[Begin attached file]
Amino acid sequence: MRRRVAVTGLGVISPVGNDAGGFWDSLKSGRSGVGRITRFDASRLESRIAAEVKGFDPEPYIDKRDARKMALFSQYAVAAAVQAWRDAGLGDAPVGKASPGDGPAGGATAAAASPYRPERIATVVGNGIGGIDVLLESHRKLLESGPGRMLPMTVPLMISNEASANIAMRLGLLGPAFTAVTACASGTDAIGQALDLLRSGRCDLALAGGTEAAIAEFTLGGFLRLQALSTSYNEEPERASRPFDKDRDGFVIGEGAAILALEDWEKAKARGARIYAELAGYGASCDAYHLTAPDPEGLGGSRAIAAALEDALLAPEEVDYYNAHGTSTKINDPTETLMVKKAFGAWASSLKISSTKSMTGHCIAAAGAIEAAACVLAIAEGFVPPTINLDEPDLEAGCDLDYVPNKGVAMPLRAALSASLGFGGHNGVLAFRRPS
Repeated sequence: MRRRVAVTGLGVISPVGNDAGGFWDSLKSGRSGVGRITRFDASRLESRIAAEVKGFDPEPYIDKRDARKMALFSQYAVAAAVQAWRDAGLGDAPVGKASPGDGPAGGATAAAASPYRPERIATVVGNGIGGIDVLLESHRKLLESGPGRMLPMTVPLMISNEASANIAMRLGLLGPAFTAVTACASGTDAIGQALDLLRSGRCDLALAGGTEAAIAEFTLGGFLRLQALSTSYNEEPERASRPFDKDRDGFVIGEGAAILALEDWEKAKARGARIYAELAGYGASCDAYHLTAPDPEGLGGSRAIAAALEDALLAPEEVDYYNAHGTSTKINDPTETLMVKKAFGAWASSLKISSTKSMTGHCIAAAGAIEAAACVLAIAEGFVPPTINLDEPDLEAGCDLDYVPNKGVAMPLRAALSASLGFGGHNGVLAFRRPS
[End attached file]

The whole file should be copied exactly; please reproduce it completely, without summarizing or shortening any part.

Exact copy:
Amino acid sequence: MRRRVAVTGLGVISPVGNDAGGFWDSLKSGRSGVGRITRFDASRLESRIAAEVKGFDPEPYIDKRDARKMALFSQYAVAAAVQAWRDAGLGDAPVGKASPGDGPAGGATAAAASPYRPERIATVVGNGIGGIDVLLESHRKLLESGPGRMLPMTVPLMISNEASANIAMRLGLLGPAFTAVTACASGTDAIGQALDLLRSGRCDLALAGGTEAAIAEFTLGGFLRLQALSTSYNEEPERASRPFDKDRDGFVIGEGAAILALEDWEKAKARGARIYAELAGYGASCDAYHLTAPDPEGLGGSRAIAAALEDALLAPEEVDYYNAHGTSTKINDPTETLMVKKAFGAWASSLKISSTKSMTGHCIAAAGAIEAAACVLAIAEGFVPPTINLDEPDLEAGCDLDYVPNKGVAMPLRAALSASLGFGGHNGVLAFRRPS
Repeated sequence: MRRRVAVTGLGVISPVGNDAGGFWDSLKSGRSGVGRITRFDASRLESRIAAEVKGFDPEPYIDKRDARKMALFSQYAVAAAVQAWRDAGLGDAPVGKASPGDGPAGGATAAAASPYRPERIATVVGNGIGGIDVLLESHRKLLESGPGRMLPMTVPLMISNEASANIAMRLGLLGPAFTAVTACASGTDAIGQALDLLRSGRCDLALAGGTEAAIAEFTLGGFLRLQALSTSYNEEPERASRPFDKDRDGFVIGEGAAILALEDWEKAKARGARIYAELAGYGASCDAYHLTAPDPEGLGGSRAIAAALEDALLAPEEVDYYNAHGTSTKINDPTETLMVKKAFGAWASSLKISSTKSMTGHCIAAAGAIEAAACVLAIAEGFVPPTINLDEPDLEAGCDLDYVPNKGVAMPLRAALSASLGFGGHNGVLAFRRPS